Ken Price

by Thursday, March 14, 2013

Ken Price is one of the most important sculptors to have emerged in Los Angeles in the past 50 years. Born in Los Angeles in 1935, Price grew up near the beach and spent his adolescence surfing nearly every day. The son and grandson of inventors, he was raised in an environment that encouraged his creative interests, leading Price to identify as an artist from an early age.

Price received a B.F.A. from the University of Southern California in 1956 and studied briefly with Peter Voulkos at the Los Angeles County Art Institute (now Otis College of Art and Design) before receiving an M.F.A. from the New York State College of Ceramics at Alfred in 1959. Returning to Los Angeles, Price joined the stable of artists at the legendary Ferus Gallery, quickly establishing himself with several successful solo exhibitions.

As Peter Schjeldahl noted in an article for the New Yorker, Price’s development as an artist has always been on his own terms:

Price emerged in the 1960s as the brilliantly contrary student of Peter Voulkos…Price eschewed Voulkos’s virile expansiveness to work small, making exquisite egg shapes that sprout erotic, worrisome tendrils. He proceeded to develop abstract variations on cup, teapot, and vase forms with faceted asymmetrical compositions, glazed with primary colors, that are like pocket distillations—which turn monumental in memory—of modern style from cubism through De Stijl to minimalism.

Price also steadfastly refused to illuminate the meaning of his work, preferring instead to allow the art to speak for itself. At a talk he gave in 2005 at the Chinati Foundation in Marfa, Texas, Price was quoted saying, “I can’t prove my art’s any good or that it means what I say it means. And nothing I say can improve the way it looks.”

Price’s meticulous approach to object-making and his penchant for vibrant colors and unorthodox application methods marks him as a seminal Los Angeles artist, alongside Billy Al Bengston, Robert Irwin, Ed Ruscha, Larry Bell and Craig Kauffman.

First recognized in the early 1960s for his series of Eggs, described by Roberta Smith for the New York Times as “intensely colored ovoids punctuated with small openings from which slimy-looking forms might protrude, suggesting fingers, phalluses, worms or perhaps entrails,” his subsequent work demonstrated both diversity of style and fidelity to his artistic principles.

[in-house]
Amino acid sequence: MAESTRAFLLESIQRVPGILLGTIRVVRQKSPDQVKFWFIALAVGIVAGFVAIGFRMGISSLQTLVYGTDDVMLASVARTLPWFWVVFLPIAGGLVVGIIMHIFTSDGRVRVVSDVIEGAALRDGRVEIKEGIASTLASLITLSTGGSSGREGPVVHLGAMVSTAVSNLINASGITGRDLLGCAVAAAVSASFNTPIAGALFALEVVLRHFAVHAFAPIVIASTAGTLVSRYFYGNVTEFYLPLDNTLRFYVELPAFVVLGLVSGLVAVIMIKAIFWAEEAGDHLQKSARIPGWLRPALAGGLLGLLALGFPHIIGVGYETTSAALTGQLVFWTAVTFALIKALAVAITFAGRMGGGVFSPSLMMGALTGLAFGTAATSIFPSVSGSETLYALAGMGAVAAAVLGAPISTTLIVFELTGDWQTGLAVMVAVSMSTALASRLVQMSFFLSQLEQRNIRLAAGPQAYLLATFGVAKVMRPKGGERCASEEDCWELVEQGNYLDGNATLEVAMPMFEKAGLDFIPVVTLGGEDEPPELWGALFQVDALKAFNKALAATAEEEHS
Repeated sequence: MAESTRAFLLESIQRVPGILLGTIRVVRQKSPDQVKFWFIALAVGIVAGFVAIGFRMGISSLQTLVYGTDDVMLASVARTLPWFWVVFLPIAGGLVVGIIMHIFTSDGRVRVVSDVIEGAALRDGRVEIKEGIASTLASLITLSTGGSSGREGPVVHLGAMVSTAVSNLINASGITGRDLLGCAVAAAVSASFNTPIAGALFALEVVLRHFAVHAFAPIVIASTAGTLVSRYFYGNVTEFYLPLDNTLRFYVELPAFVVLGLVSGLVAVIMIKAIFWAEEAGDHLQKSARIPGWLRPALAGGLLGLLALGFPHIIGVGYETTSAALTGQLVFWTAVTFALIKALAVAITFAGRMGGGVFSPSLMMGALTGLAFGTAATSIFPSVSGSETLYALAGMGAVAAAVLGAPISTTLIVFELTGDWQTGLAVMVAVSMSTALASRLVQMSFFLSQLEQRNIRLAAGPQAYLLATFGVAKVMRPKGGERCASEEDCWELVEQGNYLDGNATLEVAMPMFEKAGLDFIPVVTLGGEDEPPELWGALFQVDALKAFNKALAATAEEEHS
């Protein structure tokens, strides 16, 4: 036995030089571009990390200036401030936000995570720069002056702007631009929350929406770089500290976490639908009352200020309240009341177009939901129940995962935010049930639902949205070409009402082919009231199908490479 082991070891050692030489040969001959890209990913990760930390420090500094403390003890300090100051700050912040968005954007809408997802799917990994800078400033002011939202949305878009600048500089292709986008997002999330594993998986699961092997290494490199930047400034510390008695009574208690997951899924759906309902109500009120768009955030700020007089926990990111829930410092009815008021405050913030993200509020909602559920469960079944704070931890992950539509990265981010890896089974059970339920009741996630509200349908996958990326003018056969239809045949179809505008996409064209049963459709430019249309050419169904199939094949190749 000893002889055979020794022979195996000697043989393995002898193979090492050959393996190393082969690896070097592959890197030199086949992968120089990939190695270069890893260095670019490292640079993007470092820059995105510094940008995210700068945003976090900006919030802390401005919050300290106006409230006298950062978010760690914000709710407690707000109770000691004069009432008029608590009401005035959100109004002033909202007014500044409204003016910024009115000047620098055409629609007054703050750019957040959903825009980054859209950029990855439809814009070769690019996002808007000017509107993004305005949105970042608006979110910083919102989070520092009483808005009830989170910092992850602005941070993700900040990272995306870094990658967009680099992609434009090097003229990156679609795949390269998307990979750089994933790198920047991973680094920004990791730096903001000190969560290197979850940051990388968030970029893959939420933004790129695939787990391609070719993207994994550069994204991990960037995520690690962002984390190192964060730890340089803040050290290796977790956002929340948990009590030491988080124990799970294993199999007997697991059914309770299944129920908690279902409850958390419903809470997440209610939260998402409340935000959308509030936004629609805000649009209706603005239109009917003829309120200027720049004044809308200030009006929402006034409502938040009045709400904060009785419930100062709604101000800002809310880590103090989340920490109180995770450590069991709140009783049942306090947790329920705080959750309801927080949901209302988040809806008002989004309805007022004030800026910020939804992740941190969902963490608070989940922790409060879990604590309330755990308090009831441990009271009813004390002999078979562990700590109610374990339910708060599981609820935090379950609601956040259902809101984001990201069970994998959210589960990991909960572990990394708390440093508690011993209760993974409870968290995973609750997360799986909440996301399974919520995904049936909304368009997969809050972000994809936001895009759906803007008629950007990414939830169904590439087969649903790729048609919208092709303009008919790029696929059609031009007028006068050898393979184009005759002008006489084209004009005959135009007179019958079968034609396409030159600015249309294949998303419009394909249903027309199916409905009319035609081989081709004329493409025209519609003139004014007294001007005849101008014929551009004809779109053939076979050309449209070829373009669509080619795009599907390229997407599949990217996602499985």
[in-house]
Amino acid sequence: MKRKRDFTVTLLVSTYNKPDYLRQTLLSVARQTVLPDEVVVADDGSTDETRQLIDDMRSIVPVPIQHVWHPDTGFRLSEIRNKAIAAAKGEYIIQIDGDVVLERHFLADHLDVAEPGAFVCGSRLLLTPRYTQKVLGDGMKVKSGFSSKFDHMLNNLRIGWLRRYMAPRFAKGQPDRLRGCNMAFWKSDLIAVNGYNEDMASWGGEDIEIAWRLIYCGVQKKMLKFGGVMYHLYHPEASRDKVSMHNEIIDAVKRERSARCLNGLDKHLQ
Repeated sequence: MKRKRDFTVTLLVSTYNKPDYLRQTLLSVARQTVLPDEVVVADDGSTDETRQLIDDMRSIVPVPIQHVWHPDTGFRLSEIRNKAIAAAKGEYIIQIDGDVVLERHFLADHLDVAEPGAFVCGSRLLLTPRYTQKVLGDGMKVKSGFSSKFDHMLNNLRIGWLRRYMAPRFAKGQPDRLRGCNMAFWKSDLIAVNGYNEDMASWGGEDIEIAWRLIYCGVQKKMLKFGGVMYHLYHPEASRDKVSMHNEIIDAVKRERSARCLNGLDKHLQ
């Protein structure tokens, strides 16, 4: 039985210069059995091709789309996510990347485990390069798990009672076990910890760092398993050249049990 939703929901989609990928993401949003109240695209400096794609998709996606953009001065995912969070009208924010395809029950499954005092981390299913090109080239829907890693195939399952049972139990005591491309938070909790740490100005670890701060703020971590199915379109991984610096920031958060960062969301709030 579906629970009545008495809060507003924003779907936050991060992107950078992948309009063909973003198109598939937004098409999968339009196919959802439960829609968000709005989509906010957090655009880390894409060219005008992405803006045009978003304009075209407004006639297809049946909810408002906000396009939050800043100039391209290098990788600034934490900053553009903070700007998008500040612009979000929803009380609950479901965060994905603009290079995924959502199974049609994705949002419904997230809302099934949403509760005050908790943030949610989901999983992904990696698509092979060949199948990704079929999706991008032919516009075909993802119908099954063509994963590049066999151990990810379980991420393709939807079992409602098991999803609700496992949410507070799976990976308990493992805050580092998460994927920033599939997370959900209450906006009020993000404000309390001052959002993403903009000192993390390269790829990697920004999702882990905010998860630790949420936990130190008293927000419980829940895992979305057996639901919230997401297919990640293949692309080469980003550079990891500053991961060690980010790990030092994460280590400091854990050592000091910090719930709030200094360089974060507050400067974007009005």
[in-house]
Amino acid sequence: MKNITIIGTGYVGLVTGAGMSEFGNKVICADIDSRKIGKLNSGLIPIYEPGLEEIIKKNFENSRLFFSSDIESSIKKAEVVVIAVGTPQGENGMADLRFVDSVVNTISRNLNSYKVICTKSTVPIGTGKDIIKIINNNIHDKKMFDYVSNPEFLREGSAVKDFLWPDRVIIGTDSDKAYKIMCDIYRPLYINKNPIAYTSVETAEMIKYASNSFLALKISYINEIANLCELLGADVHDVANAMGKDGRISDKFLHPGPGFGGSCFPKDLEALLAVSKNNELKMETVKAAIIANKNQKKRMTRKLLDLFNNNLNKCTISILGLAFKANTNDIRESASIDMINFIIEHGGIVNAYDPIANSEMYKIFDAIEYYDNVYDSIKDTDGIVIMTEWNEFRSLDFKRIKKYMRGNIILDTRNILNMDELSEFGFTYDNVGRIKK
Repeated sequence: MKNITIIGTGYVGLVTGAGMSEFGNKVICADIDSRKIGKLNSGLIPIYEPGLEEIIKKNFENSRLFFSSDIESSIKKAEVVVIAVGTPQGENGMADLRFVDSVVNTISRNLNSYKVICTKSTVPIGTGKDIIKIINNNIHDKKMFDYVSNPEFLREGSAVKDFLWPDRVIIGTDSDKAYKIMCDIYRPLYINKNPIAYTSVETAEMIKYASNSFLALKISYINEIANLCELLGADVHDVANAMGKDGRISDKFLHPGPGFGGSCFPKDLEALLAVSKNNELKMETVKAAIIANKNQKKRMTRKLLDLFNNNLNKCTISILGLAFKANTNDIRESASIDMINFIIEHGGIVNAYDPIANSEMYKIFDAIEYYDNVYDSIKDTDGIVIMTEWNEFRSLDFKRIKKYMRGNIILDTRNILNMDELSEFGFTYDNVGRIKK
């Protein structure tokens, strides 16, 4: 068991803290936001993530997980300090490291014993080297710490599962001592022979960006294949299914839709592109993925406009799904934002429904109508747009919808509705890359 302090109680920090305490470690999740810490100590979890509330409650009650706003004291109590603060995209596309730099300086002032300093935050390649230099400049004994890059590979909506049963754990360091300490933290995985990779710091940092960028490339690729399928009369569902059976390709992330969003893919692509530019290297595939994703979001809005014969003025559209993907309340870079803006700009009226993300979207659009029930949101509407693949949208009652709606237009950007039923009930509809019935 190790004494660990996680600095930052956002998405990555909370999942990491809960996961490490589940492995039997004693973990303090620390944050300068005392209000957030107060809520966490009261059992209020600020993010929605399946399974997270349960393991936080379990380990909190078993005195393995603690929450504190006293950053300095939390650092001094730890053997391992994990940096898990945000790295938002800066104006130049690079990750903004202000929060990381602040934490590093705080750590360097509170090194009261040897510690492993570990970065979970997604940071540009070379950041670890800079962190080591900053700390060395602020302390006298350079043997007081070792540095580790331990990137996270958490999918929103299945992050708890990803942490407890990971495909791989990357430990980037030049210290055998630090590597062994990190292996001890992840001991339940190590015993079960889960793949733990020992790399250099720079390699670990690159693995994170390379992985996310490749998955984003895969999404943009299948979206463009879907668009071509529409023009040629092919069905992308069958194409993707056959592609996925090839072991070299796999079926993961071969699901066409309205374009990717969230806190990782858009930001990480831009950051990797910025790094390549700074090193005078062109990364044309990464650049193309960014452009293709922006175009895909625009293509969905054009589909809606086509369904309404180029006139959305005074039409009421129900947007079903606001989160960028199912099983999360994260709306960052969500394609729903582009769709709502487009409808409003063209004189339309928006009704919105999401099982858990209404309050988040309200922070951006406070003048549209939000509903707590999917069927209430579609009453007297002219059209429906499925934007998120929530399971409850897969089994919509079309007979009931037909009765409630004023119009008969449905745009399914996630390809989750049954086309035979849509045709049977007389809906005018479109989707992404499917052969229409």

Although Price’s work may not adhere to the common stereotypes held about modern sculpture—that it should be large-scale, industrial and muted in color—his artwork nevertheless occupies an important place in art history. Peter Plagens, writing for the Wall Street Journal, illustrated Price’s distinction when he wrote, “the art of Ken Price is a lively link between the austerity of Minimalism (he never wasted a curve or a color) and the inclusiveness of postmodernism (his work can remind you of everything from Constantin Brancusi to American Indians to Japanese woodblocks), proving that in art there are no real ruptures, only intriguingly disguised continuities.”

Ken Price died on February 24, 2012, at his home in Arroyo Hondo, New Mexico, just outside of Taos. He has exhibited widely and has work in many public collections, including the Los Angeles County Museum of Art, the Metropolitan Museum of Art, New York, the Museum of Modern Art, New York, and the Victoria and Albert Museum, London. Ken Price was featured in several Getty-sponsored “Pacific Standard Time” exhibitions in 2011-2012. At the time of his death, Price was working on a 50-year retrospective of his work for the Los Angeles County Museum of Art. “Ken Price Sculpture: A Retrospective” will run at LACMASeptember 6, 2012 – January 6, 2013, after which time it will travel to the Metropolitan Museum of Art, New York.

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